“Zhamanak” reacts to former President Robert Kocharian’s harsh criticism of the Armenian constitutional referendum held on Sunday. The paper says the criticism may provoke another war of words between Kocharian and President Serzh Sarkisian’s ruling Republican Party of Armenia (HHK). “The Armenian society will only benefit if Robert Kocharian and the HHK start reminding each other of something,” it says. “Hardly anyone doubts that they have a lot to remind each other of.” The paper believes that the two sides will not go too far in their recriminations because the HHK knows that it is also responsible for what happened during Kocharian’s rule.
“Zhoghovurd” adds its voice to opposition allegations that the HHK as well as the Prosperous Armenia Party (BHK) and the Armenian Revolutionary Federation (Dashnaktsutyun) are obstructing vote recounts in dozens of precincts where vote rigging was allegedly rampant on Sunday. The paper says the alleged obstruction clearly planned beforehand shows just how worried Sarkisian and his political allies were about the possible victory of a “No” vote in the referendum. It dismisses as “laughable” official explanations for the HHK’s decision to demand recounts in many other precincts where voting was far more orderly.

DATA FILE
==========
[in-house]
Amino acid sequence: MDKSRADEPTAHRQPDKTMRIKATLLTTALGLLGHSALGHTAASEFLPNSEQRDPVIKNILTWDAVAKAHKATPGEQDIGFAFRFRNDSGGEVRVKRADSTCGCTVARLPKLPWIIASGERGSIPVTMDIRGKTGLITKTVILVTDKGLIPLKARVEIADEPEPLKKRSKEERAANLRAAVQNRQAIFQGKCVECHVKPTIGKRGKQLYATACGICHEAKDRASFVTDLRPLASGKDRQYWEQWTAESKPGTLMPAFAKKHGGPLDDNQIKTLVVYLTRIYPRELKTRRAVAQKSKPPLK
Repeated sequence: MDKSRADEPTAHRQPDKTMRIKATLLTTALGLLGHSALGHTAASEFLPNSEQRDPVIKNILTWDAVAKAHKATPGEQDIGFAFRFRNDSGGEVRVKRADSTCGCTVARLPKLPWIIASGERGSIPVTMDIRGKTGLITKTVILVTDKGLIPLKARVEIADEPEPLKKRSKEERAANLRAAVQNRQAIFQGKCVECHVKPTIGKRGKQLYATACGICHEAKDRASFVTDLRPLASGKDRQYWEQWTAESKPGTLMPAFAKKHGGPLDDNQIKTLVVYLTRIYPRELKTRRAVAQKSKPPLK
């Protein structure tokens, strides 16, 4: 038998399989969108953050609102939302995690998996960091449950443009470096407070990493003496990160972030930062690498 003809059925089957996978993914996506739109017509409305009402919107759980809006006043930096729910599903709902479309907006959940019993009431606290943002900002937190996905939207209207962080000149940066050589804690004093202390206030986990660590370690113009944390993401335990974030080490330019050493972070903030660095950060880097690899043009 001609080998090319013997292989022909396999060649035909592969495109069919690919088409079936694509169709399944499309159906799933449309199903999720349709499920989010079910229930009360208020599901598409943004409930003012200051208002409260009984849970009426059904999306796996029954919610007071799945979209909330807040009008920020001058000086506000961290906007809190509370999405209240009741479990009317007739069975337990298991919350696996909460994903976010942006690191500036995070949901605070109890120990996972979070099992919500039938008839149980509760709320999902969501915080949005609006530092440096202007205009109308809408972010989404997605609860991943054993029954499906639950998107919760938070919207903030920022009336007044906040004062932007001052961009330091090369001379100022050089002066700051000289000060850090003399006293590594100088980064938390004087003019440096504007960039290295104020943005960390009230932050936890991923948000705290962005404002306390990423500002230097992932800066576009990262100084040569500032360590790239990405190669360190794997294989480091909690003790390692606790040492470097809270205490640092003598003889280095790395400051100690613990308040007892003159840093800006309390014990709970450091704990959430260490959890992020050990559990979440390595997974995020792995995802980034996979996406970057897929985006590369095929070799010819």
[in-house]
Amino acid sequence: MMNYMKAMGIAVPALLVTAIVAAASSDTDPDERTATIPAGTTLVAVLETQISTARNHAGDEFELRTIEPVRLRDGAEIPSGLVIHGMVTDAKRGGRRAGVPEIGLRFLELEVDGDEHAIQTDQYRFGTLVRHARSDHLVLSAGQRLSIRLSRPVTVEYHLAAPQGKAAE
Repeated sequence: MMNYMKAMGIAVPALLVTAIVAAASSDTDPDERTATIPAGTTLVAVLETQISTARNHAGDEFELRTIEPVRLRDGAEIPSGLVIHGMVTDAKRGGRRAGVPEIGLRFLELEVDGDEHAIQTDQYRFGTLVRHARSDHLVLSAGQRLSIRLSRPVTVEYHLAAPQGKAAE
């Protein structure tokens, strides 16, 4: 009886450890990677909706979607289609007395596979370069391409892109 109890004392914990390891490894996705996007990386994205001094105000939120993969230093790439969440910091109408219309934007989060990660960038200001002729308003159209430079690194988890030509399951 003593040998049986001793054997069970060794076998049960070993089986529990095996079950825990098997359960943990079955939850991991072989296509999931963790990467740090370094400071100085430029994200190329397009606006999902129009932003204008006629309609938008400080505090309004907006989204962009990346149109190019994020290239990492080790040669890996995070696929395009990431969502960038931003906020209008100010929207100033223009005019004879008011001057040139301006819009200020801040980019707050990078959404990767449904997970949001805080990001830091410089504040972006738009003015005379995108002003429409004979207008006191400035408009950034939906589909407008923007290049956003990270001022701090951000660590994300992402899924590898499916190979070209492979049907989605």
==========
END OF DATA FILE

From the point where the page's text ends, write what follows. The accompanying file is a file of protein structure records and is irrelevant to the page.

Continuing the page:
“Chorrord Ishkhanutyun” accuses Dashnaktsutyun of turning a blind eye to irregularities reported during the referendum. The paper also mocks Dashnaktsutyun leader Aghvan Vartanian’s claim that the party’s failure to issue any official statements does not mean that it is “silent” about fraud. “Maybe the Dashnaks, angered by mass falsifications, went down to the basement of their Central Committee building [in Yerevan,] locked its doors and quietly made a statement,” it says. “But seriously speaking, who cares about whether or not Dashnaktsutyun has issued a statement?”
“168 Zham” describes as “disgraceful” the fact that only 12 members of Armenia’s 131-seat parliament voted on Wednesday against the state budget for next year drafted by the government. “This means that there exists no real opposition in Armenia,” claims the paper. “There only remain political forces who hold opposition positions but in reality fully operate in the government camp. In this sense, Dashnaktsutyun is certainly the frontrunner. Its leaders did not vote on the budget yesterday. And yet they continue to call themselves opposition, holding their breath and waiting for the authorities to form a coalition and give them a few ministerial posts.”